Most people remember to budget for centerpieces and boutonnieres and bouquets for the couple and the wedding party, but many forget about the extra flowers they’ll need. It's customary for the couple to provide a corsage or boutonniere for the Mother and Father of the nearlyweds, the ushers, the guest book monitor, and any family or friends who read during the event. It's also important to remember the costs associated with the petals thrown by the flower pal and a toss bouquet for the reception if you plan on including these traditions.
It's customary to provide your on-site vendors with a meal during the event. Make sure you budget enough to pay for meals for your entertainment, wedding planner, venue manager, photographer, videographer, and any other staff that's on hand for the evening.
Cake Cutting Fees
Unless your venue is providing a cake, there's a good chance you'll be charged a cake cutting fee. You can expect to pay an average of $1.50 per slice on top of what you've already paid for the cake.
Going Over Contracted Time
Most vendors are contracted for a specific amount of time, and if you go over that limit, you'll pay an additional fee (usually at a higher rate). What does that mean for you? If you're having the best time and want to keep the bar open and the music going for another hour, it'll cost you!
Attire Fittings and Alterations
Clothing alterations are an important part of making sure everything is perfect for your big day. Make sure to leave room in your budget for them. Depending on what needs to be done, you can expect to spend anywhere from $50 to $1,000 on alterations.
If you're paying a flat fee to rent out a space and not a full service venue, expect additional charges for garbage removal (up to $250) and cleaning (up to $500).
Shape, weight, and additional embellishments determine the cost of your wedding postage. The standard rate for mailing a letter is $0.58.For more information, check out these commonly forgotten wedding costs and hidden wedding costs.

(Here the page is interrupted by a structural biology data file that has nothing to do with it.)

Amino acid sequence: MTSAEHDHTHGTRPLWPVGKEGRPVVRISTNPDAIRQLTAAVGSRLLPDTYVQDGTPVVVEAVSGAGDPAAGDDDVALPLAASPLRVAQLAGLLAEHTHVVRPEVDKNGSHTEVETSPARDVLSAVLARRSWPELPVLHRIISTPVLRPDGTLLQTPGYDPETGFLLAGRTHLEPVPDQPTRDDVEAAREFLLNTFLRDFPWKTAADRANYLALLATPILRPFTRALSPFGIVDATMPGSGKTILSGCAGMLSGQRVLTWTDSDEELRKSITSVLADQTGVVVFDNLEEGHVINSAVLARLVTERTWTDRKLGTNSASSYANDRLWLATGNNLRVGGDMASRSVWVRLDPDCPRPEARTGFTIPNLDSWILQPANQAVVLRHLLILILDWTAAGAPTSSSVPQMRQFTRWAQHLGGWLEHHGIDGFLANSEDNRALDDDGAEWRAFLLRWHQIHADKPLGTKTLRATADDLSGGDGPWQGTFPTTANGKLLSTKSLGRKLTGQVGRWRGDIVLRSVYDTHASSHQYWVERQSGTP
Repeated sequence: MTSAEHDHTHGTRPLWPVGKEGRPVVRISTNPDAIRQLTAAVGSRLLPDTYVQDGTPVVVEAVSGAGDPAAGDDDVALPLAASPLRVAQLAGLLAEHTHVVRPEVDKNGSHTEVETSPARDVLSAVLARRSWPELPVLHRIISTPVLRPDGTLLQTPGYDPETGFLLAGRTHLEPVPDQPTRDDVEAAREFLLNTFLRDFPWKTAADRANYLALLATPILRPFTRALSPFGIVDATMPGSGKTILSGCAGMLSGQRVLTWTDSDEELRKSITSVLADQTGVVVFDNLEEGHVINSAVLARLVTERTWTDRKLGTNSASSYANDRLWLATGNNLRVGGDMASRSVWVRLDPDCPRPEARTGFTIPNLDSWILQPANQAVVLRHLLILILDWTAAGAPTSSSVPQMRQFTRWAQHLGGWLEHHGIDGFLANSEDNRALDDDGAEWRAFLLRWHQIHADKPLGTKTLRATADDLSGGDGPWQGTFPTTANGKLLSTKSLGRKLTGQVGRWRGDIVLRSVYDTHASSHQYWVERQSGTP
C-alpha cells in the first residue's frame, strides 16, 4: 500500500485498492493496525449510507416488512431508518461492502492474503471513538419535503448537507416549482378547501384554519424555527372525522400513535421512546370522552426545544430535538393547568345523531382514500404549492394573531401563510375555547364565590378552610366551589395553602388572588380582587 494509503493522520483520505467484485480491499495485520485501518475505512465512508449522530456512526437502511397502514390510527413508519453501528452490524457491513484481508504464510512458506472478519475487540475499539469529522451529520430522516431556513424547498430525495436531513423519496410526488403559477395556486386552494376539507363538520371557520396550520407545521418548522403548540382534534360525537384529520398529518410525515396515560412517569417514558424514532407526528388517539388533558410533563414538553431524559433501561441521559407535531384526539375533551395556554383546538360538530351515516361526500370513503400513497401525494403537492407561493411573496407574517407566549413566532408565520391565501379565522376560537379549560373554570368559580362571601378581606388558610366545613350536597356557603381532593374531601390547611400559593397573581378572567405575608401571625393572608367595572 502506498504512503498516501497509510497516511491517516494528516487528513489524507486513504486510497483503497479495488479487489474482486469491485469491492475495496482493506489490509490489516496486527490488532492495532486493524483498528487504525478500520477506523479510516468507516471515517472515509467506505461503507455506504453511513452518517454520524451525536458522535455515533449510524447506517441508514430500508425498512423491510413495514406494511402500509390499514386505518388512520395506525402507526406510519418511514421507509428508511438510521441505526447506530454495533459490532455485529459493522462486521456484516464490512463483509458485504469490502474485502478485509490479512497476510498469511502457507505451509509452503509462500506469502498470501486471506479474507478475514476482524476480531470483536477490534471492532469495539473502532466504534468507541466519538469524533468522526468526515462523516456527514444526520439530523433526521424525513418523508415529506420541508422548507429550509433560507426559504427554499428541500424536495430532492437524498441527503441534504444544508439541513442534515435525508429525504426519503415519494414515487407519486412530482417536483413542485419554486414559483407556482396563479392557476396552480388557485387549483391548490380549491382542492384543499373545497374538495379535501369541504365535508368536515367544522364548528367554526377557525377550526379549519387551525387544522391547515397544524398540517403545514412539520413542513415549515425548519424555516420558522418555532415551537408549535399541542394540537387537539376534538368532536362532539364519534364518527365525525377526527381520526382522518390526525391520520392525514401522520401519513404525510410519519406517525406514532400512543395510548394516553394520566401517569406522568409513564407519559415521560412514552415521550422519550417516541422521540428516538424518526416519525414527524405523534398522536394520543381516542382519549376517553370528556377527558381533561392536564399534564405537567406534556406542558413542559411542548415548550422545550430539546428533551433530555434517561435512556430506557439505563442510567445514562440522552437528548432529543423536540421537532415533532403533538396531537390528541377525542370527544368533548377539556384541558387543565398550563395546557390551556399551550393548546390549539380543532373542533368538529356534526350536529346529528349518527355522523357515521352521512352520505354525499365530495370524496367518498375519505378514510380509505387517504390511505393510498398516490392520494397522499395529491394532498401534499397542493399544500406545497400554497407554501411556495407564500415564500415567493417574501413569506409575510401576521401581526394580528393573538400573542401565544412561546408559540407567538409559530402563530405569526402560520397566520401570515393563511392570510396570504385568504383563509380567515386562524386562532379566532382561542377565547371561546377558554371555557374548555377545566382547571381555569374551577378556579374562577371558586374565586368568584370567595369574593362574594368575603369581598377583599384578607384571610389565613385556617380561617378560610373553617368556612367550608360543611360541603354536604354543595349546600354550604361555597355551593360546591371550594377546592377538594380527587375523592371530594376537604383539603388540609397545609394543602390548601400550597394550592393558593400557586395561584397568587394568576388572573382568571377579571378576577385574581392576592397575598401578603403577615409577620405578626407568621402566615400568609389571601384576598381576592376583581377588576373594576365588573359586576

Tricks To Cut Major Costs
- Choose a free or low-cost location
- Pick a naturally beautiful location
- Ask a friend to be your officiant
- Avoid renting chairs
- Reuse flowers and decor from the ceremony at the reception. **Remember that there will still be costs for the labor needed to move your decor.**
- Skip fancy printed programs
- Keep everything short and sweet
- Host your event during the day or on an off-peak day of the week
Post-Wedding Costs To Factor In Early On
Even when the ceremony and reception are done, there will still be a couple things to pay for. Here is the list of post-wedding costs you should start planning for now.
- Printing photos and wedding albums
- Thank you notes and postage
- Fee to change your name at the local DMV or Social Security office. You can also purchase a kit if you need help!
- Attire, cake, and flower preservation
Last but not least, if all of these other costs didn’t break the bank, use any leftover money to purchase the gifts you and your partner wanted but didn’t get! Don’t forget that most modern registry providers will offer a discount for anything leftover once the big day’s said and done. You’ll probably be able to get some sweet deals!